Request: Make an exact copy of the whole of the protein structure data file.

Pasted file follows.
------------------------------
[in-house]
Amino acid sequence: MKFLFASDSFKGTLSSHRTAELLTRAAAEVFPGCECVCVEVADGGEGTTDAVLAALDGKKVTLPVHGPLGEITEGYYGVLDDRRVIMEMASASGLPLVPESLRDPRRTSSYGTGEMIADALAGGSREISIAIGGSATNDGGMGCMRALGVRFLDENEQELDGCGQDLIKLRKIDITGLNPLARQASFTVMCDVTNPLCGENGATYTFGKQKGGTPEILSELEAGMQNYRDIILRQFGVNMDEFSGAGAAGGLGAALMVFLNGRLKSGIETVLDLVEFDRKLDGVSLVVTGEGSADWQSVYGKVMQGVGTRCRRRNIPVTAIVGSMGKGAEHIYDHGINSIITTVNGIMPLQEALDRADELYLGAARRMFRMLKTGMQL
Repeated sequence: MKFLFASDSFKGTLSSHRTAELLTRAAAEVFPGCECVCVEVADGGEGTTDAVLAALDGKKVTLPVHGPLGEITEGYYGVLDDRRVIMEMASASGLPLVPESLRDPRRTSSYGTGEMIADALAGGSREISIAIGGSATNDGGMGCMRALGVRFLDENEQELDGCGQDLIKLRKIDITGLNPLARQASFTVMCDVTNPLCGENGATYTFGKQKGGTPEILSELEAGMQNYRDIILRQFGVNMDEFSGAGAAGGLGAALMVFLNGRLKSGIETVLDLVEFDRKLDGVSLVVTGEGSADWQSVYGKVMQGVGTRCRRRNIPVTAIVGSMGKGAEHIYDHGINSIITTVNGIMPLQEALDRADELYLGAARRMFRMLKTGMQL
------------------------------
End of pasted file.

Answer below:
[in-house]
Amino acid sequence: MKFLFASDSFKGTLSSHRTAELLTRAAAEVFPGCECVCVEVADGGEGTTDAVLAALDGKKVTLPVHGPLGEITEGYYGVLDDRRVIMEMASASGLPLVPESLRDPRRTSSYGTGEMIADALAGGSREISIAIGGSATNDGGMGCMRALGVRFLDENEQELDGCGQDLIKLRKIDITGLNPLARQASFTVMCDVTNPLCGENGATYTFGKQKGGTPEILSELEAGMQNYRDIILRQFGVNMDEFSGAGAAGGLGAALMVFLNGRLKSGIETVLDLVEFDRKLDGVSLVVTGEGSADWQSVYGKVMQGVGTRCRRRNIPVTAIVGSMGKGAEHIYDHGINSIITTVNGIMPLQEALDRADELYLGAARRMFRMLKTGMQL
Repeated sequence: MKFLFASDSFKGTLSSHRTAELLTRAAAEVFPGCECVCVEVADGGEGTTDAVLAALDGKKVTLPVHGPLGEITEGYYGVLDDRRVIMEMASASGLPLVPESLRDPRRTSSYGTGEMIADALAGGSREISIAIGGSATNDGGMGCMRALGVRFLDENEQELDGCGQDLIKLRKIDITGLNPLARQASFTVMCDVTNPLCGENGATYTFGKQKGGTPEILSELEAGMQNYRDIILRQFGVNMDEFSGAGAAGGLGAALMVFLNGRLKSGIETVLDLVEFDRKLDGVSLVVTGEGSADWQSVYGKVMQGVGTRCRRRNIPVTAIVGSMGKGAEHIYDHGINSIITTVNGIMPLQEALDRADELYLGAARRMFRMLKTGMQL